Equity for the Urban Transgender in India: Perspectives from Laxmi Narayan Tripathi’s Me Laxmi Me Hijra

Manjusha Kaushik


There are very few writers and activists who work for the betterment of transgender.
Laxmi Narayan Tripathi is such a writer and activist. In spite of her sufferings, she
has established herself as a successful activist. She comes forward not only for herself
but for the welfare of the transgender community. She is a leading LGBT rights advocate
and activist whose autobiographical work Me hijra me laxmi is a distinctive feature in
Indian writing in English literature. This work records the struggle of Laxmi as she
raises her voice against injustice done to hizras. “Transgender individuals in India
are commonly known as hijras. They are usually born males who assume neither male
nor female identity. Being a transgender focuses on gender identity and not on sexual
orientation. They are expected by the society only to perform rituals such as badhai.
Otherwise they became one of the most neglected communities throughout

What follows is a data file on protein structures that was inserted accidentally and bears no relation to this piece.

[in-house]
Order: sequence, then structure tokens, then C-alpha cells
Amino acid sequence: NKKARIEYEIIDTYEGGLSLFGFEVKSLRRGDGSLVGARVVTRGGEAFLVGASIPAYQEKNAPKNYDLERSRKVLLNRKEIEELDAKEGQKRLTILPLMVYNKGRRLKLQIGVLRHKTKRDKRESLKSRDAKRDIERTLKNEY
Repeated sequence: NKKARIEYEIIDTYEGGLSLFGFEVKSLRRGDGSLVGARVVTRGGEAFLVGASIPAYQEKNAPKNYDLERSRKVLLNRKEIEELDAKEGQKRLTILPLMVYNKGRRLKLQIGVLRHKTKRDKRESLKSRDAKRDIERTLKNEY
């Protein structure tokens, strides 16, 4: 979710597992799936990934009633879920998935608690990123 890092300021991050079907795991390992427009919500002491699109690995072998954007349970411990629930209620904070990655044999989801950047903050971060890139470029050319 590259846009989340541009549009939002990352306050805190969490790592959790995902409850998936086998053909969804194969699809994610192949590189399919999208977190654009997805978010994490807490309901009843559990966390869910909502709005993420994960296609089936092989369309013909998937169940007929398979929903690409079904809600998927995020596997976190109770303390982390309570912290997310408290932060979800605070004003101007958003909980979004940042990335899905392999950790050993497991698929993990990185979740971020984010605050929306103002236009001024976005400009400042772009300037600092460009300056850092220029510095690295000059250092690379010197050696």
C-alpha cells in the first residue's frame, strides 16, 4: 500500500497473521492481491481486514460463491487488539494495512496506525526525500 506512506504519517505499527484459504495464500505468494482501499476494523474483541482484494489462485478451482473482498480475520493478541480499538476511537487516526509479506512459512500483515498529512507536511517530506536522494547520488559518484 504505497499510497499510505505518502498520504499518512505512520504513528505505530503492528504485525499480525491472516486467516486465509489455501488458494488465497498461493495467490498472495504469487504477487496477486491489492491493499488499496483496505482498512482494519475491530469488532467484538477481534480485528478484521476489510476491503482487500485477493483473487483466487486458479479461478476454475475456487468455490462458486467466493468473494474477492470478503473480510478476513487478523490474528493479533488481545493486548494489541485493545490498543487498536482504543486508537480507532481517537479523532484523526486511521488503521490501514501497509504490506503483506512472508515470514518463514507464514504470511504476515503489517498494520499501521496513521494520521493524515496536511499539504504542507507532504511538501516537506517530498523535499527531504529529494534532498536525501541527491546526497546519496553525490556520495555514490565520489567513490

India”(www. Hera- single p1).Today in India, many hijra (transgender) live in urban
ghettos and many are confined to undignified begging or many are forced into sex
trade for a living. A large number of transgender indulges in projecting themselves as
a good omen to bless the bride and the groom, or a newly born baby and demand
money in excess, if denied then prove vulgar. The author recounts her struggle to get
an Indian passport issued and other such struggles against institutionalised
discrimination. The role of the hijra is much discussed, accepted and visible in Indian
culture and mythology. But, modern Indian society has relegated them to an extremely
marginalised and miserable existence. The author questions the lack of equal
opportunities and the right to human dignity which a transgender faces in urban
India. They have been denied basic human rights, education, health care and
respectable job opportunities. We are living in the period of modernity which gives
opportunities to facilitate the social conditions in which subcultures emerge and
nourishing. The post modern theorist, Zygmunt Bauman, contends that, “compared
to the past, contemporary life is fluid people change jobs, religions, homes, nationalities,
husband/ wives, life style and political ideas.”( Haenfler 29).



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